Polio in the Cancer Ward

By Rebecca Kreston | April 27, 2016 9:25 pm

The New England Journal of Medicine recently published a short letter on two cases of vaccine-derived polio infection that arose in a German pediatric cancer ward three years ago. Two severely immunocompromised girls from the Middle East – one from Libya and the other from Saudi Arabia – had traveled with their families seeking specialized medical treatment in Germany.

A five-month old girl, known as Patient 1 in the article, required a bone marrow transplant for severe combined immunodeficiency (SCID), a rare inherited disorder (1). This condition achieved public notoriety in the case of the “bubble boy” David Vetter, a child who was insulated in sterile environments for over a decade from the time of infancy to shield him from exposure to potentially lethal infectious diseases. The two year old Patient 2 was seeking the same treatment for another rare immune disease, major histocompatibility complex class II deficiency, which is considered a variant of SCID.

Both conditions are genetic disorders that result in profound, life-threatening immunodeficiencies. Children are diagnosed at birth, typically after suffering from repeated bouts of ear and lung infections and multiple hospitalizations. The prognosis is poor, with patients generally dying in childhood or adolescence from overwhelming bacterial, viral, or fungal infections (2). A bone marrow transplant is the only therapy available.

A child is vaccinated while watching Jonas Salk, the creator of the IPV, administering the vaccine on television. Image: U.S. National Library of Medicine. Click for source.

A child is vaccinated while watching Jonas Salk, the creator of the inactivated polio vaccine (IPV), administering the vaccine on television. Image: U.S. National Library of Medicine. Click for source.

In 2013, Patient 1 and Patient 2 had traveled to Germany to receive bone marrow transplants. As is common after receipt of this invasive procedure, both girls received routine medical workups to diagnose any latent or ongoing infections. Rather unexpectedly, however, poliovirus was detected in their stool samples, though both girls were free of any of the symptoms associated with polio infection. Notably, both children had previously been vaccinated with the oral polio vaccine as is common in their countries of origin.

Polio vaccines comes in two flavors. There is the inactivated polio vaccine (IPV), administered via an intramuscular injection; in this vaccine the virus has been inactivated or “killed” by formalin, still maintaining much of its molecular structure which allows for the immune system to recognize the virus and develop protective antibodies.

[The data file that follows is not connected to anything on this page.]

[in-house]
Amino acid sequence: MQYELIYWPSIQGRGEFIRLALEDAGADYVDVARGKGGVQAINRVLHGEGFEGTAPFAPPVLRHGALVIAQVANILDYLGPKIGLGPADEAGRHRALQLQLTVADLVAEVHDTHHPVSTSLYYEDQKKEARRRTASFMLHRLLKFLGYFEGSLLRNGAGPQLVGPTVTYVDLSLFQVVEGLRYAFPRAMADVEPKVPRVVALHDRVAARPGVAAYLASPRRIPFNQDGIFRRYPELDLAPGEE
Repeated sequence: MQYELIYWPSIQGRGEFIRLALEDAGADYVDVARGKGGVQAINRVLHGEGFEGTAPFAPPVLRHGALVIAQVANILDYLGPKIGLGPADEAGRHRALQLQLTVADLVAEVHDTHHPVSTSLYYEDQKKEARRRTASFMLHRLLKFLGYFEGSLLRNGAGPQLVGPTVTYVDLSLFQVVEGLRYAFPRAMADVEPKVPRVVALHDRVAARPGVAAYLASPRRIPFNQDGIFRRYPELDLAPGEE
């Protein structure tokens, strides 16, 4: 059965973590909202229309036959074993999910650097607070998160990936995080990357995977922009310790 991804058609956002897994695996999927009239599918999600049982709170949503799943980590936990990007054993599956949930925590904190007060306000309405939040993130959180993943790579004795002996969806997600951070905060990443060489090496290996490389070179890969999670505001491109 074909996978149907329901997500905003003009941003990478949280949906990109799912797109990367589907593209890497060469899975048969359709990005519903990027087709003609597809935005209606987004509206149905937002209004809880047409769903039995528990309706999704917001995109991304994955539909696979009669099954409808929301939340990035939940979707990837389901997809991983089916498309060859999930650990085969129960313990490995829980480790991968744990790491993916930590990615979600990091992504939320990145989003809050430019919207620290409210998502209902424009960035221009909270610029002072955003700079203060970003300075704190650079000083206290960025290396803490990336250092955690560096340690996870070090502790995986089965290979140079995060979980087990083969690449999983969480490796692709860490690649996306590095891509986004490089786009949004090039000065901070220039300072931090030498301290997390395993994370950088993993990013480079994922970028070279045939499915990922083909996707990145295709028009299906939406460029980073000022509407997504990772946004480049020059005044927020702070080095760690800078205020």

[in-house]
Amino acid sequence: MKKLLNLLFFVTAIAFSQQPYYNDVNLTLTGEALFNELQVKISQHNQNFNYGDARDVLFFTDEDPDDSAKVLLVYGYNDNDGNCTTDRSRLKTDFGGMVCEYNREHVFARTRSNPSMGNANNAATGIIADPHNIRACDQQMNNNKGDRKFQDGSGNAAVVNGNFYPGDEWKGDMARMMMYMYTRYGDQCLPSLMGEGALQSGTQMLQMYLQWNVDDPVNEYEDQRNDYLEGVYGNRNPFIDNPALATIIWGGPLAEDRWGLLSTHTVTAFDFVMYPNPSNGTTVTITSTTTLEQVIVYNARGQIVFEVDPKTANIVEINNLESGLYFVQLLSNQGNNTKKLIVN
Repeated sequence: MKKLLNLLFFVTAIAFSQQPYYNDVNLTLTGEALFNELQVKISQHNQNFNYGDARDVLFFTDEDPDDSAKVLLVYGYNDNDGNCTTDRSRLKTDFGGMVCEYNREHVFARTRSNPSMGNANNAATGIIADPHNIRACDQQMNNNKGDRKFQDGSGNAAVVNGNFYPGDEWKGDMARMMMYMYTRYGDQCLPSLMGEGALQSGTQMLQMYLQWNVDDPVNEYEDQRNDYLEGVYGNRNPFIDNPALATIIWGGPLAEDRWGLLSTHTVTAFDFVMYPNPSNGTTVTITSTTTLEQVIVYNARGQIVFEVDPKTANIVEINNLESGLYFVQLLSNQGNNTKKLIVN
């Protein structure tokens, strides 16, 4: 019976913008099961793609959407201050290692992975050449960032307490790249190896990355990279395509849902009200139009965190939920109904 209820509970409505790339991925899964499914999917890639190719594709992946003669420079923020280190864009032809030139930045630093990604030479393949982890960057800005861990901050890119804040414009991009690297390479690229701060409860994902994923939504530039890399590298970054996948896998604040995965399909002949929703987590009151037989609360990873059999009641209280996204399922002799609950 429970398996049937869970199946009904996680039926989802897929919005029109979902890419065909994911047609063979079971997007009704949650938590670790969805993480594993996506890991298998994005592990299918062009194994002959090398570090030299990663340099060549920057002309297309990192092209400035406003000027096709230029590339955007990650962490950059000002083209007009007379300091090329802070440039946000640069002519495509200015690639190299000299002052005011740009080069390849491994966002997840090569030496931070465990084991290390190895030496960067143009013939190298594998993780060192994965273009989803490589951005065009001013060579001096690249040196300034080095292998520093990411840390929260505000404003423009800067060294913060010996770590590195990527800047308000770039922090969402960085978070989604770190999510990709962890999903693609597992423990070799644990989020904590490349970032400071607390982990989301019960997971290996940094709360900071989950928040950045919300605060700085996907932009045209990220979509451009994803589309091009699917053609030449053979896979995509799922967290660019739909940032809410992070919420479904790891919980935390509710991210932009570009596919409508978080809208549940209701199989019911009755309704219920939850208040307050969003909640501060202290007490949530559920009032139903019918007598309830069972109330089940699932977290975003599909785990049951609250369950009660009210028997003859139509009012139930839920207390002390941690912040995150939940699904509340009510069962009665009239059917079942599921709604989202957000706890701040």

The other type of polio vaccine available is the oral polio vaccine (OPV), which is a “live” vaccine that contains a virus that has been weakened – attenuated in technical parlance – by growing multiple generations of the virus in cell cultures. With each new generation or “serial passage” of the virus in a culture of cells, the virus evolve, losing its virulence and ability to cause paralysis and death (3). Being a “live” vaccine, this weakened virus is still capable of replication. As such, administration of the OPV mimics infection with the actual poliovirus both in terms of its delivery by mouth and in the type of immunological protection that it generates against polio infection and disease. The vaccine is administered via two drops to the mouth and travels to the gut, where the weakened virus will replicate and induce an antibody response. These same antibodies will then be regenerated in the future should the body become exposed to the actual poliovirus.

A photograph depicting the oral administration of Polio vaccine in order to immunize this infant to the disease. Polio immunization at the Well-Baby Clinic in Dekalb County, Georgia, 1977.

An infant receiving the oral polio vaccine (OPV) in Dekalb County, Georgia, 1977. Image: CDC/Meredith Hickson

There are advantages to both vaccines but it is the oral vaccine to which we owe the massive success of global polio eradication over the past fifty-odd years. This vaccine does not require refrigeration or syringes and is thus easier to ship and utilize in resource-poor regions, making the OPV the vaccine of choice in developing countries (4). It is commonly used in mass vaccination campaigns that take place in underserved regions in the midst of a polio outbreak and it has served as our most effective weapon in the ongoing eradication of polio worldwide.